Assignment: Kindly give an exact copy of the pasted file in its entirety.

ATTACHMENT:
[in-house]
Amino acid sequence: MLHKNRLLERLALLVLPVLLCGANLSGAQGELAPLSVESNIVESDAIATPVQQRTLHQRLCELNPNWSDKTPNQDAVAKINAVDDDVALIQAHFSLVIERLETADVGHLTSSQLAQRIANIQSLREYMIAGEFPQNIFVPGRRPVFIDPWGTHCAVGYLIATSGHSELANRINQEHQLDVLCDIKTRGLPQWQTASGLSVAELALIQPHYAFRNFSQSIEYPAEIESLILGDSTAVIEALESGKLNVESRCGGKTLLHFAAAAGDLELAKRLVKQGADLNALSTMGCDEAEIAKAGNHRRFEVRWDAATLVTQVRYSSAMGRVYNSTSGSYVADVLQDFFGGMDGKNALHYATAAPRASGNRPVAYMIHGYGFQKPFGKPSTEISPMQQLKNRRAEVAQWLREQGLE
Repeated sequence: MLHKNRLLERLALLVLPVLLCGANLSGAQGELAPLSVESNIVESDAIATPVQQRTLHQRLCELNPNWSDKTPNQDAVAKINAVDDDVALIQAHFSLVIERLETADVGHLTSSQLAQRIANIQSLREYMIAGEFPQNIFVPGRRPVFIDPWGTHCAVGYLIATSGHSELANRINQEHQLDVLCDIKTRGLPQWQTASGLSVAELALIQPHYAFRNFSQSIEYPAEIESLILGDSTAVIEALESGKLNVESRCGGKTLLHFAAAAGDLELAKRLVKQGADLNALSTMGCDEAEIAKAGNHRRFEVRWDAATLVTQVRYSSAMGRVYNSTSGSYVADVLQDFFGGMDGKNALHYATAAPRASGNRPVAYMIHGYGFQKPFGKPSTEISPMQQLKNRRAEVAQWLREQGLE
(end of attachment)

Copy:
[in-house]
Amino acid sequence: MLHKNRLLERLALLVLPVLLCGANLSGAQGELAPLSVESNIVESDAIATPVQQRTLHQRLCELNPNWSDKTPNQDAVAKINAVDDDVALIQAHFSLVIERLETADVGHLTSSQLAQRIANIQSLREYMIAGEFPQNIFVPGRRPVFIDPWGTHCAVGYLIATSGHSELANRINQEHQLDVLCDIKTRGLPQWQTASGLSVAELALIQPHYAFRNFSQSIEYPAEIESLILGDSTAVIEALESGKLNVESRCGGKTLLHFAAAAGDLELAKRLVKQGADLNALSTMGCDEAEIAKAGNHRRFEVRWDAATLVTQVRYSSAMGRVYNSTSGSYVADVLQDFFGGMDGKNALHYATAAPRASGNRPVAYMIHGYGFQKPFGKPSTEISPMQQLKNRRAEVAQWLREQGLE
Repeated sequence: MLHKNRLLERLALLVLPVLLCGANLSGAQGELAPLSVESNIVESDAIATPVQQRTLHQRLCELNPNWSDKTPNQDAVAKINAVDDDVALIQAHFSLVIERLETADVGHLTSSQLAQRIANIQSLREYMIAGEFPQNIFVPGRRPVFIDPWGTHCAVGYLIATSGHSELANRINQEHQLDVLCDIKTRGLPQWQTASGLSVAELALIQPHYAFRNFSQSIEYPAEIESLILGDSTAVIEALESGKLNVESRCGGKTLLHFAAAAGDLELAKRLVKQGADLNALSTMGCDEAEIAKAGNHRRFEVRWDAATLVTQVRYSSAMGRVYNSTSGSYVADVLQDFFGGMDGKNALHYATAAPRASGNRPVAYMIHGYGFQKPFGKPSTEISPMQQLKNRRAEVAQWLREQGLE